Practical implications

The solutions found to promote increased participation and ensure its effectiveness ranged from shaping the platform design in accordance with citizens’ capacities and interests to a need for profound political–administrative change, which includes the world’s public agencies adopting a more transparent, inclusive and collaborative approach to decision-making.

Originality/value

This paper proposes a systematic review, mapping the studies on online platforms for political participation, analysing the questions, methods and conclusions found by the authors and evaluating each case study with a participation ladder.

Details

Journal of Information, Communication and Ethics in Society, vol. 17 no. 4
Type: Research Article
ISSN: 1477-996X

Keywords

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Article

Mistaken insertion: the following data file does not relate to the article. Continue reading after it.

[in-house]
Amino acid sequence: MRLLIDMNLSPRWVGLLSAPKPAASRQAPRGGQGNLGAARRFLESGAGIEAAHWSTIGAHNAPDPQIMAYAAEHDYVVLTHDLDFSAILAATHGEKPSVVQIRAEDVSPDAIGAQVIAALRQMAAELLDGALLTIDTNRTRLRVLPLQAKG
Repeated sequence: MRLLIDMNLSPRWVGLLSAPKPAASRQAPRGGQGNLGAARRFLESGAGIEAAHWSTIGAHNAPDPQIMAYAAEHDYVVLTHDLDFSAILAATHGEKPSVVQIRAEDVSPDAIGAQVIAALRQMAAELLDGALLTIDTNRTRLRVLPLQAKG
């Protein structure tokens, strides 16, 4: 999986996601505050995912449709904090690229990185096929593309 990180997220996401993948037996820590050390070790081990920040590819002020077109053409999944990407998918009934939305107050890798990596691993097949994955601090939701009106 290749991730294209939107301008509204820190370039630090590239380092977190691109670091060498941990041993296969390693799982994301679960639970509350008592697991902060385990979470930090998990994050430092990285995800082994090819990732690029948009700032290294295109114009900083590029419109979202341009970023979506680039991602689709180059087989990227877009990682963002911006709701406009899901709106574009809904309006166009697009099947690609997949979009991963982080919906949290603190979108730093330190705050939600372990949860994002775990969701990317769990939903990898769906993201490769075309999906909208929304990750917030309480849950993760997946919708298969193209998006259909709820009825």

Publication date: 22 August 2011

Rose Marie Santini

This paper aims to discuss how collaborative classification works in online music information retrieval systems and its impacts on the construction, fixation and…

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Abstract

Purpose

This paper aims to discuss how collaborative classification works in online music information retrieval systems and its impacts on the construction, fixation and orientation of the social uses of popular music on the internet.

Design/methodology/approach